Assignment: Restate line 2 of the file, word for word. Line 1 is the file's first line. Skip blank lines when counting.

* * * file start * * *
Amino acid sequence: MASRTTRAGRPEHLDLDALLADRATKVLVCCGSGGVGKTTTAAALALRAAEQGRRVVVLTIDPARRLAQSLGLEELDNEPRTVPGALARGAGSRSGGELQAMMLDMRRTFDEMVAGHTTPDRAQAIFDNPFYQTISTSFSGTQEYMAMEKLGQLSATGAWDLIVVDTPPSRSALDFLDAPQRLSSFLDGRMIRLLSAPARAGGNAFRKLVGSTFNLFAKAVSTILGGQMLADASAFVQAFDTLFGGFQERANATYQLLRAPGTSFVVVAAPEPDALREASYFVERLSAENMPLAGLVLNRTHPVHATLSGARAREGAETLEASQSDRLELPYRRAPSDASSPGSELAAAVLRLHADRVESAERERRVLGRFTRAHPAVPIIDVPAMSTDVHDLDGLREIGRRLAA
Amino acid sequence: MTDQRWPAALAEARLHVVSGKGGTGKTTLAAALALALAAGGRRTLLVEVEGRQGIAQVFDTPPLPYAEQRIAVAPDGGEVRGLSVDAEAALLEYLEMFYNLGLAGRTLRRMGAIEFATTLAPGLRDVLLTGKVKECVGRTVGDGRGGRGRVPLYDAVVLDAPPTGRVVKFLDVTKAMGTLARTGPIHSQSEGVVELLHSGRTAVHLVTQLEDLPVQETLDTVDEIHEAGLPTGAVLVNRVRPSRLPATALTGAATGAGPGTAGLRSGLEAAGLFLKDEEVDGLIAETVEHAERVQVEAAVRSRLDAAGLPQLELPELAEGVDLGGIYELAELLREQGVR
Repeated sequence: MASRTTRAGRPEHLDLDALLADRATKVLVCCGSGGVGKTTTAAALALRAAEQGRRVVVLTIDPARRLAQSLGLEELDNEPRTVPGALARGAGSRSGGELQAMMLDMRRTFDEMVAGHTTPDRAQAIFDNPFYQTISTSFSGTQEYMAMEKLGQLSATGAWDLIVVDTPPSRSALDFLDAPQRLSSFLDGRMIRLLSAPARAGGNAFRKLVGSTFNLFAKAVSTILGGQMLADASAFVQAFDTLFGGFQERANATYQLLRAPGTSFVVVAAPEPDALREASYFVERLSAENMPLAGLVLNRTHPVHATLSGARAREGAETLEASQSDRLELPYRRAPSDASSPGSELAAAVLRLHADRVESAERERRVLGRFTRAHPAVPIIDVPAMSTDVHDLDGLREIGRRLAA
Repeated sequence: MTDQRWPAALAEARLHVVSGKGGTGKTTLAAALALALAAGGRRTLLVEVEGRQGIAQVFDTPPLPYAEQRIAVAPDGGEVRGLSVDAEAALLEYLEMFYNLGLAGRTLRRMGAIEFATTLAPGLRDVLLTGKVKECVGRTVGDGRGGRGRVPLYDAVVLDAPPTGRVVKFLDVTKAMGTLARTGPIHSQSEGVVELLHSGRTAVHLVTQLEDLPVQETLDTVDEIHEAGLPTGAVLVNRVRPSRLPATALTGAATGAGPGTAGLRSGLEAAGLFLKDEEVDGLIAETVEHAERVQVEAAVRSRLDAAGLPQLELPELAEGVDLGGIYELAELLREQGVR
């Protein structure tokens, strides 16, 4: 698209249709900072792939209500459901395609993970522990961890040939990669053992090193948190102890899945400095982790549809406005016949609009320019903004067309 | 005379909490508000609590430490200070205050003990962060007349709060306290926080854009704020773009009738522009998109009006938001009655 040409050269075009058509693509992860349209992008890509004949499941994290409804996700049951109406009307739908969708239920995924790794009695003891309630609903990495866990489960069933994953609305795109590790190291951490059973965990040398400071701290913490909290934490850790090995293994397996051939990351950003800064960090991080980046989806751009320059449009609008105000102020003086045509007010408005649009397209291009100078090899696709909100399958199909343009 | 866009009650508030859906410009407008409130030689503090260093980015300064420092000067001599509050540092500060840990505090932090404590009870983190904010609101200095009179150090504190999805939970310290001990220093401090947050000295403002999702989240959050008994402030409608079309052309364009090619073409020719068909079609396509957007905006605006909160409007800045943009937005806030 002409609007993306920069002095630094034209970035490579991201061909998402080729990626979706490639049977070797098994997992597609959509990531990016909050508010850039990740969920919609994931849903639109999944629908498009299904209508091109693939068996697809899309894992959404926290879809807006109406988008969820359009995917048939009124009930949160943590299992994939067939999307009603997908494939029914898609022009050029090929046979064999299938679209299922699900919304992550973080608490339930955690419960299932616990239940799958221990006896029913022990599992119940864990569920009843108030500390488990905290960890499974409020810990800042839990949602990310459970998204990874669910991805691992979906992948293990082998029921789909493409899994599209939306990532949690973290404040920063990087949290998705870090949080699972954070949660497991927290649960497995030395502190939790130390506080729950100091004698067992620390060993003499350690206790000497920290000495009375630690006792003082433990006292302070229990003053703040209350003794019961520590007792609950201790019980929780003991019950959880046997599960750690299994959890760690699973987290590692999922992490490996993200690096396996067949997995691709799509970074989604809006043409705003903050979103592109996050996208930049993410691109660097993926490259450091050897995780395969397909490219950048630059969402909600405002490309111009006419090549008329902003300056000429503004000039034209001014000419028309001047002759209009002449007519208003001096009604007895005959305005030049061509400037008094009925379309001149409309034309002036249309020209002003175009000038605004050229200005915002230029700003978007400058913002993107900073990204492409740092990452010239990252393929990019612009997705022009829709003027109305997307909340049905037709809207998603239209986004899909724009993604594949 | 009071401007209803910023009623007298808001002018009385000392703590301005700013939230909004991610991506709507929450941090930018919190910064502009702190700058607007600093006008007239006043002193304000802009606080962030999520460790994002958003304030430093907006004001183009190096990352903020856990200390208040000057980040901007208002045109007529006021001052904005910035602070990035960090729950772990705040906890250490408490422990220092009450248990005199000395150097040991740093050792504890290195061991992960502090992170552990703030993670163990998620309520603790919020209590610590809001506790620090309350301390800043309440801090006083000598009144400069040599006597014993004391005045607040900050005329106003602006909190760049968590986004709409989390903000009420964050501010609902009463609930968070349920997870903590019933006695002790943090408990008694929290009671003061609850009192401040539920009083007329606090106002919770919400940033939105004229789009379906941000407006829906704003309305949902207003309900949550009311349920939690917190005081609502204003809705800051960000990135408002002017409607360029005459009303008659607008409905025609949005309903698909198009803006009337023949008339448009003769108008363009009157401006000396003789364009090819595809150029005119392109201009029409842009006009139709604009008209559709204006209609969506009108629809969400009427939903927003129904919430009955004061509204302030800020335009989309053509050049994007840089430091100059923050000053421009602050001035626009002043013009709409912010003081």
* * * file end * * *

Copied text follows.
Amino acid sequence: MTDQRWPAALAEARLHVVSGKGGTGKTTLAAALALALAAGGRRTLLVEVEGRQGIAQVFDTPPLPYAEQRIAVAPDGGEVRGLSVDAEAALLEYLEMFYNLGLAGRTLRRMGAIEFATTLAPGLRDVLLTGKVKECVGRTVGDGRGGRGRVPLYDAVVLDAPPTGRVVKFLDVTKAMGTLARTGPIHSQSEGVVELLHSGRTAVHLVTQLEDLPVQETLDTVDEIHEAGLPTGAVLVNRVRPSRLPATALTGAATGAGPGTAGLRSGLEAAGLFLKDEEVDGLIAETVEHAERVQVEAAVRSRLDAAGLPQLELPELAEGVDLGGIYELAELLREQGVR